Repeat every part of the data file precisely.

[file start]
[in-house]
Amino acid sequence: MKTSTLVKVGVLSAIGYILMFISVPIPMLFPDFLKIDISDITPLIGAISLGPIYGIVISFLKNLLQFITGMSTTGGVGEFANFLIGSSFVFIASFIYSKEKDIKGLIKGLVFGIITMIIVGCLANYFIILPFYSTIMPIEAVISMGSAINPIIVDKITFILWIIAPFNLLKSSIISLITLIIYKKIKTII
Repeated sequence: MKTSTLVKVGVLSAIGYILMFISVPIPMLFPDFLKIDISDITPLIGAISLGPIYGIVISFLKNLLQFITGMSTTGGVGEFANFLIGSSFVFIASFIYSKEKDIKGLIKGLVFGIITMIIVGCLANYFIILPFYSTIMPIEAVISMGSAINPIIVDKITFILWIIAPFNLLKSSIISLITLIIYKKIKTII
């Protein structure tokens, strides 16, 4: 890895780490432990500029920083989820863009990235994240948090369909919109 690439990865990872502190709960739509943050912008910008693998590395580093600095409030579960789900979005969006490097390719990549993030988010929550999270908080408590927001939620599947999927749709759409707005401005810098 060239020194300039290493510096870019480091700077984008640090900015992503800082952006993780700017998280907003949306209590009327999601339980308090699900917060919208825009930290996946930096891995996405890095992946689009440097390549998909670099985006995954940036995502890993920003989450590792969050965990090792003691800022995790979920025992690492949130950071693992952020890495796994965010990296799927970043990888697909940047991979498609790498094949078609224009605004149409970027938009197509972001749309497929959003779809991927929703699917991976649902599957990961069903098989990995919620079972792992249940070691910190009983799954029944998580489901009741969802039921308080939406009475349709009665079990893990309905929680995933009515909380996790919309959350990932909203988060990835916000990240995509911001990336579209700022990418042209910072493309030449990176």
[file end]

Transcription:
[in-house]
Amino acid sequence: MKTSTLVKVGVLSAIGYILMFISVPIPMLFPDFLKIDISDITPLIGAISLGPIYGIVISFLKNLLQFITGMSTTGGVGEFANFLIGSSFVFIASFIYSKEKDIKGLIKGLVFGIITMIIVGCLANYFIILPFYSTIMPIEAVISMGSAINPIIVDKITFILWIIAPFNLLKSSIISLITLIIYKKIKTII
Repeated sequence: MKTSTLVKVGVLSAIGYILMFISVPIPMLFPDFLKIDISDITPLIGAISLGPIYGIVISFLKNLLQFITGMSTTGGVGEFANFLIGSSFVFIASFIYSKEKDIKGLIKGLVFGIITMIIVGCLANYFIILPFYSTIMPIEAVISMGSAINPIIVDKITFILWIIAPFNLLKSSIISLITLIIYKKIKTII
């Protein structure tokens, strides 16, 4: 890895780490432990500029920083989820863009990235994240948090369909919109 690439990865990872502190709960739509943050912008910008693998590395580093600095409030579960789900979005969006490097390719990549993030988010929550999270908080408590927001939620599947999927749709759409707005401005810098 060239020194300039290493510096870019480091700077984008640090900015992503800082952006993780700017998280907003949306209590009327999601339980308090699900917060919208825009930290996946930096891995996405890095992946689009440097390549998909670099985006995954940036995502890993920003989450590792969050965990090792003691800022995790979920025992690492949130950071693992952020890495796994965010990296799927970043990888697909940047991979498609790498094949078609224009605004149409970027938009197509972001749309497929959003779809991927929703699917991976649902599957990961069903098989990995919620079972792992249940070691910190009983799954029944998580489901009741969802039921308080939406009475349709009665079990893990309905929680995933009515909380996790919309959350990932909203988060990835916000990240995509911001990336579209700022990418042209910072493309030449990176």